Deep personalization allows the user to accurately discover, engage and buy more. Personalizing product listing pages based on past purchase history, session history, abandoned carts, demographic segmentation, and geotagging can all be useful in personalizing product listing pages. Research shows personalized listing pages can provide 92% better conversion rate when compared to non-personalized listing pages. Despite that, only 23% of US commerce firms provide personalized pages. This means there is a lot of opportunity to grow in this area.
The Gen Z and Millennials form 43% of total US population, they are digital natives and first to come of age in the mobile era, this opens up huge opportunities and hundreds of ways to provide personalized recommendations, based on location history, cookies, previously liked images, previously ordered products, returned products, dropped carts and other parameters.
Many confine themselves to using personalization for product or services discovery alone, without realizing it can also be done for user and session level engagement, personalized payment plans, post purchase care offers, discount schemes, and more.
Product Listing Filters, Categories & Search
Before understanding why search and filters are needed for a PLP page, understand how a buyer journey happens.
A PLP page displays products similar to how a store displays a shirt. If the user likes the product, they go into the store, apply filters to shortlist their size and color preferences. Finally, they select the particular variant they’re wanting to purchase and complete their buying journey. In an online store, search functionalities are used to help the user navigate the category tree and breadcrumbs, mimicking how stores are laid out physically. This helps them find what they’re looking for and make the purchase they want.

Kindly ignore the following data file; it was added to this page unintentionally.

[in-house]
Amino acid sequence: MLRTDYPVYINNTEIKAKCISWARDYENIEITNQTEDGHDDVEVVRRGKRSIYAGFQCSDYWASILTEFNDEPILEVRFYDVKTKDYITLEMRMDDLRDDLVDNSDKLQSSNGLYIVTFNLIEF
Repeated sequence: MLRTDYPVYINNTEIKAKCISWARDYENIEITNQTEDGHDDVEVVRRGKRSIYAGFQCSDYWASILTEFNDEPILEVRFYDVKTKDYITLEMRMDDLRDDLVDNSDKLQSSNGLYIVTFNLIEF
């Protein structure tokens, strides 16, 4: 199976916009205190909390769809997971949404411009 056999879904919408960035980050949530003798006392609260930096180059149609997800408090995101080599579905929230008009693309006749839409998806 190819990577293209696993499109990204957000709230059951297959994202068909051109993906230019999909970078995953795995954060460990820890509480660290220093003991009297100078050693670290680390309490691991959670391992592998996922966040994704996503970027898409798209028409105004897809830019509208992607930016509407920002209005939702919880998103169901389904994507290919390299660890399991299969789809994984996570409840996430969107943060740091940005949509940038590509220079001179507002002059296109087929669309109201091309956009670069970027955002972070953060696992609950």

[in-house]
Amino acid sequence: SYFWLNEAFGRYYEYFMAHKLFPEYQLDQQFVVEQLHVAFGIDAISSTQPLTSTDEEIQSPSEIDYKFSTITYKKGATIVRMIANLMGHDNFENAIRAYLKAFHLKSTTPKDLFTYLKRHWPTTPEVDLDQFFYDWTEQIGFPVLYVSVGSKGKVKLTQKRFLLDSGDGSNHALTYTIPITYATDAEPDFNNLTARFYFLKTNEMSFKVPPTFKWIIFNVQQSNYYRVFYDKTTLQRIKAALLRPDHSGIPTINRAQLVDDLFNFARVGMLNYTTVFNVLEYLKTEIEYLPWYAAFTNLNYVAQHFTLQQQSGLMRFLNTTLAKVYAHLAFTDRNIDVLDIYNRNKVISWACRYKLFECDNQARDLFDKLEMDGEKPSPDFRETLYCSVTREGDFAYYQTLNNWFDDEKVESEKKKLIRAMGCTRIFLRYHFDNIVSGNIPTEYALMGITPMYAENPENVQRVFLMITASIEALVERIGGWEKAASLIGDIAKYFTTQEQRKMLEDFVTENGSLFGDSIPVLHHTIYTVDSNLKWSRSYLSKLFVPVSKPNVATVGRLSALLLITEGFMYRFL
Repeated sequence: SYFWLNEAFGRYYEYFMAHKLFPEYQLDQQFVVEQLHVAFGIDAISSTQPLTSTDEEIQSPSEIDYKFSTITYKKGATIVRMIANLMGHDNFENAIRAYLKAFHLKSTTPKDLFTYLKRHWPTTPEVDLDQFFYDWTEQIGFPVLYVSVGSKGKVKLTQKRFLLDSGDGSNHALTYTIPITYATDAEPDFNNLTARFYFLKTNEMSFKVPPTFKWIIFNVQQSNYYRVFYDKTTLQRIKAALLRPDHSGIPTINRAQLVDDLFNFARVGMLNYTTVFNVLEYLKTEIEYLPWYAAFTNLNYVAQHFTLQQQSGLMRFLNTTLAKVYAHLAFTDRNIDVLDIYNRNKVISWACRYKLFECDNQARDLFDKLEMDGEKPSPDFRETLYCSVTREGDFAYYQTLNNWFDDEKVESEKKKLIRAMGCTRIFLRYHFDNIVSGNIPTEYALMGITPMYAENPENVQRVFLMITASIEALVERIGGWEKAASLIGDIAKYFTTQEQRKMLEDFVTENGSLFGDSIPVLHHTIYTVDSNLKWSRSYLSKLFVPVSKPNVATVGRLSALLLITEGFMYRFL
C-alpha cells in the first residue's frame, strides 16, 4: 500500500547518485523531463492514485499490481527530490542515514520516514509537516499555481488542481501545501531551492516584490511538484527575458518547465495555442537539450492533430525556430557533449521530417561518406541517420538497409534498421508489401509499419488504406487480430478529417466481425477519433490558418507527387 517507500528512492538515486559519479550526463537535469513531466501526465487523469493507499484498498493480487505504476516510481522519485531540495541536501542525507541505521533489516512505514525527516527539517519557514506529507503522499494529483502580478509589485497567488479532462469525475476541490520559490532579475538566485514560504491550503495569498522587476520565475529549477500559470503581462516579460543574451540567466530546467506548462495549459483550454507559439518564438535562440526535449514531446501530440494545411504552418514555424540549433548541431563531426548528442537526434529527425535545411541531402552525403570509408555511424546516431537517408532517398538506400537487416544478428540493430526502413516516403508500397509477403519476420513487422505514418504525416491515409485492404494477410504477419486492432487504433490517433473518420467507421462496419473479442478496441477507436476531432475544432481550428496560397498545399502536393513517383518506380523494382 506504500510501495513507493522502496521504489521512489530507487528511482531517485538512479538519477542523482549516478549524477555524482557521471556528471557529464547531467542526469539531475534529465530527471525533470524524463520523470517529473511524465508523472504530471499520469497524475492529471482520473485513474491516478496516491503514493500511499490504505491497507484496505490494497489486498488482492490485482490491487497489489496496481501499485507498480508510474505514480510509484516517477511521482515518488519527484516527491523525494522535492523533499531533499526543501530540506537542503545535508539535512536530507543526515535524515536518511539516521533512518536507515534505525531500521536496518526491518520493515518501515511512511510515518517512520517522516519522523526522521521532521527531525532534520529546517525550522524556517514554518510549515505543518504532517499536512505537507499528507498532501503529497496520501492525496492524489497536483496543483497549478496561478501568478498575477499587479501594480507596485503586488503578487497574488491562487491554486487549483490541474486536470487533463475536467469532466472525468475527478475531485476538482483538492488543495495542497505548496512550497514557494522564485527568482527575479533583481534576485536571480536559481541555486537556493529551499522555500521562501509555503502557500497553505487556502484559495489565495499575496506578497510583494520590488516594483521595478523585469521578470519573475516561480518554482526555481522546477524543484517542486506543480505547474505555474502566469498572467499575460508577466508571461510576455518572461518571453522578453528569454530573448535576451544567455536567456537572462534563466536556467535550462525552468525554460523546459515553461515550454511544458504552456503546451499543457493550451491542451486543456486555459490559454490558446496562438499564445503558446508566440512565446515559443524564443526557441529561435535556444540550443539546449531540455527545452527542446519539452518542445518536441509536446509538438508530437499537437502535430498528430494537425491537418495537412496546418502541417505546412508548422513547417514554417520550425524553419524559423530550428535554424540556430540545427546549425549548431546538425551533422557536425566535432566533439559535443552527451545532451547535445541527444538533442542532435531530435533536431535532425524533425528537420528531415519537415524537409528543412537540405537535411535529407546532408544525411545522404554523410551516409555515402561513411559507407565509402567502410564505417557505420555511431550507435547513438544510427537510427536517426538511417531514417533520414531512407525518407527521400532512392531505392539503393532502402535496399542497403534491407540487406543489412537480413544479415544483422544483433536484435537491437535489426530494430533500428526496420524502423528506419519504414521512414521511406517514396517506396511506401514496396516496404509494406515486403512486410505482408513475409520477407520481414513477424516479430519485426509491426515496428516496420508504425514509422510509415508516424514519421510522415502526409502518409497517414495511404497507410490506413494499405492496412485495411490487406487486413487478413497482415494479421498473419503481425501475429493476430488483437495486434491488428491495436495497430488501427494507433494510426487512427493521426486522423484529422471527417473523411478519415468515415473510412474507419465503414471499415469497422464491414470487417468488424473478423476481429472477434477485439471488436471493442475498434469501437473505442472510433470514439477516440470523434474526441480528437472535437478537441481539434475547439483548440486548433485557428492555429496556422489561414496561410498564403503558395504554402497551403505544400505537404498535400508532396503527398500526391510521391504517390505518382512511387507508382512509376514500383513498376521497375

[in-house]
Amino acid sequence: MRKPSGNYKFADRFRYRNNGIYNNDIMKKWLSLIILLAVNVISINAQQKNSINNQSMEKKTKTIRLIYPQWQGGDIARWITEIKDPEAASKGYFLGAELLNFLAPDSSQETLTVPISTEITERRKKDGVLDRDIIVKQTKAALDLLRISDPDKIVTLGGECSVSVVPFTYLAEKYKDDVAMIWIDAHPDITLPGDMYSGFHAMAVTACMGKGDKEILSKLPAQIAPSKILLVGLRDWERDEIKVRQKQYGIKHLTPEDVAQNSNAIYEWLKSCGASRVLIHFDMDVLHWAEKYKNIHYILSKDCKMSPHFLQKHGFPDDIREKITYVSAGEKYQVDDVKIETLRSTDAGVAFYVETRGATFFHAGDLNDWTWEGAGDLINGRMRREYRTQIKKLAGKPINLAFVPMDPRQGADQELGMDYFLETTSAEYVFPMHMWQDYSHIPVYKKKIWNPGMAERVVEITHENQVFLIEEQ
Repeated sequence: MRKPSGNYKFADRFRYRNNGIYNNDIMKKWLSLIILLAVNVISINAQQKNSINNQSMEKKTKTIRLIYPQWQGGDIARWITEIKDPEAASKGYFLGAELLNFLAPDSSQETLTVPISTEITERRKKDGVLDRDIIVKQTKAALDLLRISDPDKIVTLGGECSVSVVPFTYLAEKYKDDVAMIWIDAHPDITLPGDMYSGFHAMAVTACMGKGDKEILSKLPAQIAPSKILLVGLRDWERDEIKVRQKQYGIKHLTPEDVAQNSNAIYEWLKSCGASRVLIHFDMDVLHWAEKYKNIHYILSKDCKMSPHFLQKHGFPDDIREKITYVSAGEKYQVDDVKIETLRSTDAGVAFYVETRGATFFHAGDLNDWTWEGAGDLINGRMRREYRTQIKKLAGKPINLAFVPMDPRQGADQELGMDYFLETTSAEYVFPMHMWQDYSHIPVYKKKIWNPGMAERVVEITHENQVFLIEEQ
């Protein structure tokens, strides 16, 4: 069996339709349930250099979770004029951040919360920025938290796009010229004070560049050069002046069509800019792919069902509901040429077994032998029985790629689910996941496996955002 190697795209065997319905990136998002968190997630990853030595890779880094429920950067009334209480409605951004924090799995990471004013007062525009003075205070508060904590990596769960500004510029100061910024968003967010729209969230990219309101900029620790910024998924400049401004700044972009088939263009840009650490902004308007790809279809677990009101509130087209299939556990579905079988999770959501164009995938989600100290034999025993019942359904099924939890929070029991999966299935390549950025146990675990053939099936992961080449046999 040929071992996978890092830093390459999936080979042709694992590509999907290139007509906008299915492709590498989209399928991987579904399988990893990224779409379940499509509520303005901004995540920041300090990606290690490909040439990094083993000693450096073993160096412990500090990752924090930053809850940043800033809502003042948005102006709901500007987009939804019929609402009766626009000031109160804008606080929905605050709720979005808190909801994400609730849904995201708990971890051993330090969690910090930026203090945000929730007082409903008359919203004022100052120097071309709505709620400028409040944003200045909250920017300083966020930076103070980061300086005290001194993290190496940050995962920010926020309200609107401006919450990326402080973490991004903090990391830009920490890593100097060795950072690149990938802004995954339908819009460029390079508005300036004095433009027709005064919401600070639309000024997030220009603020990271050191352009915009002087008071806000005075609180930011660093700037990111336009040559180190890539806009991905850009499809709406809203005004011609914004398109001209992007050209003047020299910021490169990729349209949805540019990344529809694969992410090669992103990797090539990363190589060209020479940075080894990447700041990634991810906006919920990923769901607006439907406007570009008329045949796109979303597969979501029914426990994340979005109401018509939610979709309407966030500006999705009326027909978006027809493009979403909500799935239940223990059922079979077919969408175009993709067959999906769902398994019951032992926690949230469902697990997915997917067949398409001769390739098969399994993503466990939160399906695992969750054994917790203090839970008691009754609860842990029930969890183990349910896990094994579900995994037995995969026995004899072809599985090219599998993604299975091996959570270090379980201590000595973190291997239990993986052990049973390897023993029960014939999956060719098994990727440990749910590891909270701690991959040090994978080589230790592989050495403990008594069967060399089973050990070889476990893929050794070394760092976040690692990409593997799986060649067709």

Now that we have seen what purpose Filters, Categories and Search functionalities serve, in the PLP page, lets see how it should be designed in a listing page.
Types of filtering and sorting options
- Search by category: The most common way to filter your search results is by category. For example, when you're searching for a new pair of shoes, you may want to see only those available in black. You can do that by selecting "black" under the shoe's color options on its product listing page.
- Search by price: Another common way to filter is by price range or budget—for example, if you want to spend $100 or less on a new pair of sneakers, select "less than $100" under shoe's price options on its product listing page.
- Search by material and size: Some products come in several sizes or materials, so it's useful for users looking for variations to sort them separately so they don't have too many choices that aren't relevant.
Design elements on Product Listing Pages
The product listing page is the first place people see products. It's an opportunity to introduce them to your brand and build trust.
- Product images: Images are an important part of a product listing page. Customers use images to decide if they want to buy. Ensure they’re clear, high quality and display the product accurately.
- Product descriptions: Description copy should be concise and informative. This is where you'll explain why someone should buy your item The description is where you can answer questions like "how long does this battery last?" or "Does this toy work with other toys from our company?" Use bullet points for lists of features instead of long paragraphs whenever possible.
A well-made Product listing pages can make a user feel at home and give them a sense of relevancy. It is crucial to selling products online, but what’s more important is to understand what purpose these components serve and which target audiences and categories a product listing page is expected to attract.